Dear President Trump, 72 years ago this week the world did in fact see "the fire and fury" you spoke of today. My Dad was there.
It was an autumn day in 1981 when I first learned about atomic bombs. We were studying the events of World War II in my sixth-grade class and our teacher told us about the scientists who had harnessed the power of a small atom and created a devastating device that brought an end to a long war. Our textbooks showed pictures of the bomb’s wrath—shadows of vaporized people on sidewalks, twisted steel skeletons of demolished buildings, the vast emptiness of two cities known as Hiroshima and Nagasaki.
That night during dinner, Dad asked about my day at school. I told him about the atom and the scientists. I told him about the bombs and their use on Japan. I knew Dad had been in the war, even in the Pacific, but that was all I knew. After dinner he disappeared into the attic and returned with a dozen black and white photographs.
“Take these with you to school tomorrow and show your teacher,” he said.
The photographs were similar to those I had seen in class—barren, scorched landscapes, buildings with blown-out windows, streets lined with charred telephone poles and tangled wires. Dad pointed to one of the photographs and explained how the hypocenter of the bomb left an area so flat, the Army Air Corps could land their airplanes there. For this reason the American forces dubbed the hypocenter “Atomic Field”—not because it was full of radiation, but because airplanes could land there. Dad told me that no one really knew about radiation back then—at least not the men at Atomic Field.
The next day I took the photographs to school and that night the telephone rang. My teacher wanted Dad to speak to the students, but Dad politely refused. At the moment I didn’t know why he didn't want to speak to the class, but a few days later I covertly went to the attic and opened his military trunks—and that was something that he had told my sister and I never to do. Inside the metal boxes were some of the most disturbing and gruesome images I have ever seen and to this day I regret my curiosity. It was then I knew Dad had witnessed things he didn't want to remember or talk about.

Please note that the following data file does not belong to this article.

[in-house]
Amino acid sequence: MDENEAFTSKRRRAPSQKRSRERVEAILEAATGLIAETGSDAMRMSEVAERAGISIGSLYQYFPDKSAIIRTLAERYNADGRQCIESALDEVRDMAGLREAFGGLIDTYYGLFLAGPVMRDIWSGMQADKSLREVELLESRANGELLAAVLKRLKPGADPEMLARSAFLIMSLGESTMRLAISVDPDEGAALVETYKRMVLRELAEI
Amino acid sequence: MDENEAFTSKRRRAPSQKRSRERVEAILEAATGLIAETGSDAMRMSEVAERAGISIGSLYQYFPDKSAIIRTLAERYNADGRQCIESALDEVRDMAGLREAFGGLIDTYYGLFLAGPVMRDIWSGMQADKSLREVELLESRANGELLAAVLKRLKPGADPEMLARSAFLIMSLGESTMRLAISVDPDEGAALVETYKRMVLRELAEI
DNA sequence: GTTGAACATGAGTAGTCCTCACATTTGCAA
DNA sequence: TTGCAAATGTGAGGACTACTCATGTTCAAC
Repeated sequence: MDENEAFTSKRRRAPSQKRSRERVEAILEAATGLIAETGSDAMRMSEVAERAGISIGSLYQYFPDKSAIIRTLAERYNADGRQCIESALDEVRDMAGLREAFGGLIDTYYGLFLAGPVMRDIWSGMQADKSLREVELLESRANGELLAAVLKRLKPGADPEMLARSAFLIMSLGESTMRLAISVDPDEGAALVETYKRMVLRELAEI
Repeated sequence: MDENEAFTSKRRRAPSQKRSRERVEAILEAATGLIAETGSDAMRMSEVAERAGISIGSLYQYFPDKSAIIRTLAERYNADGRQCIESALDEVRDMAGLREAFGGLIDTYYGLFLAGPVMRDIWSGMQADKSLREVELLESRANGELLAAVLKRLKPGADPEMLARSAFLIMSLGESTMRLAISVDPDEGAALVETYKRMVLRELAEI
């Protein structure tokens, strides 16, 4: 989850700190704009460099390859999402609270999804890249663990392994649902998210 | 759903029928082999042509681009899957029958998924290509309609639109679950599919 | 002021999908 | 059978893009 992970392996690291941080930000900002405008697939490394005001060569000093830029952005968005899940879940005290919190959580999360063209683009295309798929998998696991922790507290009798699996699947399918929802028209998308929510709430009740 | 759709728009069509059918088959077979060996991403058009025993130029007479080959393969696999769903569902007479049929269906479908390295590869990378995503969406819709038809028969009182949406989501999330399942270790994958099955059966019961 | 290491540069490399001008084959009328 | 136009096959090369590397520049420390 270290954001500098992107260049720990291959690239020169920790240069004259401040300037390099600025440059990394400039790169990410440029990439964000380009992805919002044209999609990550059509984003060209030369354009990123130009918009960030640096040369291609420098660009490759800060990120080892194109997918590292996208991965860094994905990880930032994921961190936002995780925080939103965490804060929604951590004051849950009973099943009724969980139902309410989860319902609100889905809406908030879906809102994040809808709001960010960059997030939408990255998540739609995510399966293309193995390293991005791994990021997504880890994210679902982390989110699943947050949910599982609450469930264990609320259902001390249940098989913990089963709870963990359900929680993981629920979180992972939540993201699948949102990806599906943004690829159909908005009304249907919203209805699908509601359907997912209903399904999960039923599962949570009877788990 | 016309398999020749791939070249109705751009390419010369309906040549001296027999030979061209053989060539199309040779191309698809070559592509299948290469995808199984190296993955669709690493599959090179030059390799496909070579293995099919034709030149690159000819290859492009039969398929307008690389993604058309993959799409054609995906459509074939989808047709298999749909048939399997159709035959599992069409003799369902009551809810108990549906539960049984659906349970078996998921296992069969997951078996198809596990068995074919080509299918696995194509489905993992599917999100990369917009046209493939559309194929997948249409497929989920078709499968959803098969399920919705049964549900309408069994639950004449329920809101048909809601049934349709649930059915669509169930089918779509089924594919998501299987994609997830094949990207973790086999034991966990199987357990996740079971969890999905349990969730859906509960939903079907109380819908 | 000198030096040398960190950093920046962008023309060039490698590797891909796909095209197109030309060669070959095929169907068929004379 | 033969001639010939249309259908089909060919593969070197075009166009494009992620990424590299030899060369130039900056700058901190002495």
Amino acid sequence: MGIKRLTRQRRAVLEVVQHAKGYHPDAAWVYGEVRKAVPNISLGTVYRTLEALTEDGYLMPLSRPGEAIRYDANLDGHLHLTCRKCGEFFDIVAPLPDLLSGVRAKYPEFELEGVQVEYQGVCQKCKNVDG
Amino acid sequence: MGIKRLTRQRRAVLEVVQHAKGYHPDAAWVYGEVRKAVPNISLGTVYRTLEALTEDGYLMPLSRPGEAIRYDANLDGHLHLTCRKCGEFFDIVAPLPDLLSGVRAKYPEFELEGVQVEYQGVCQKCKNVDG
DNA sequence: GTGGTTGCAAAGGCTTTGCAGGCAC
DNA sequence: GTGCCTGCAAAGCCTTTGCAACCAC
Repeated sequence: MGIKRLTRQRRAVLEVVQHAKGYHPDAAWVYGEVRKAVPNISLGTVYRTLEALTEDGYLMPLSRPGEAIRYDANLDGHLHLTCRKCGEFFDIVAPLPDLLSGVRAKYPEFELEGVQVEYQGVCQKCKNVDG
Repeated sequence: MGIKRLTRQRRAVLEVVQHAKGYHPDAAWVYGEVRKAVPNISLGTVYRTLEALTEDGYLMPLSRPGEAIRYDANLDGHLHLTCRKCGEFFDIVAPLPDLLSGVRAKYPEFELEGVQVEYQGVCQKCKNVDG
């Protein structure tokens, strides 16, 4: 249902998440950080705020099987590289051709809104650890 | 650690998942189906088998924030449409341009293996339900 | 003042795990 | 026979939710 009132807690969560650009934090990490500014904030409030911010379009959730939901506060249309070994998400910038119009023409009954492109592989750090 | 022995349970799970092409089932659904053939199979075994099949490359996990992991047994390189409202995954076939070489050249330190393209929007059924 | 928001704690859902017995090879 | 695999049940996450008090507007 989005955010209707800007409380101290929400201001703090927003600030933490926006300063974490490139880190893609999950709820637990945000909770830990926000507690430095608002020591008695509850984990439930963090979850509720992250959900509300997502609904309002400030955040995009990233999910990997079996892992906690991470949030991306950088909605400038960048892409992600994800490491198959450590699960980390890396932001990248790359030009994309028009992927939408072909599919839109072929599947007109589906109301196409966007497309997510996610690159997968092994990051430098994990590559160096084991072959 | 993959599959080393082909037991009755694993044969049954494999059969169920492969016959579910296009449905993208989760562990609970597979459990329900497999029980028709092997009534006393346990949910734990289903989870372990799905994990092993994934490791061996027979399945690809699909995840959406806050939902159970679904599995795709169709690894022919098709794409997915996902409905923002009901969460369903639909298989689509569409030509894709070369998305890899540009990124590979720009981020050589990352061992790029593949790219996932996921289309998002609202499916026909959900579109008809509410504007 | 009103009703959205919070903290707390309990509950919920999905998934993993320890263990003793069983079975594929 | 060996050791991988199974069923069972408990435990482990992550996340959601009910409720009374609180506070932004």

Years later, while on a religious retreat to The Sisters of Loretto Motherhouse in Kentucky, Dad saw a work-of-art made by a resident nun, Sister Jeanne Deuber. Her sculpture was a nearly life-size crucifix that was encircled by fire. The body and flames were made of paper-mache and mounted on a wooden cross. From afar the body appeared to be covered in burns but when closer, one could see images of atomic bomb victims—mostly women and children—laminated on the body’s skin. The name of the piece was “Once” and it was Sister Deuber’s hand-made memorial to the victims of Hiroshima and Nagasaki. When Dad saw it, the proverbial fire under his ass was lit and he became inspired. He returned home and opened his Marine Corps trunks.
In the months that followed, Dad sorted through his photographs and selected certain 4 x 5 inch negatives to enlarge into poster-size prints. He decided not to use the more gruesome images because he felt the victims had already been exploited from his photographing them while on their deathbeds.
"Once was enough," Dad said.
Sumiteru Taniguchi shortly after the bomb was dropped on Nagasaki.
In 1995, during the 50th anniversary of the atom bombs being dropped, Dad’s exhibit toured extensively throughout Japan. The elderly brought their sons and daughters to see the photographs and those siblings brought their children—some only five or six years old. Many of the photographs in the exhibit were of innocent children—known as "A-bomb orphans" because no surviving parents could be found in the aftermath of the explosions. Thanks to the atomic bombs, there were an estimated five thousand orphaned children.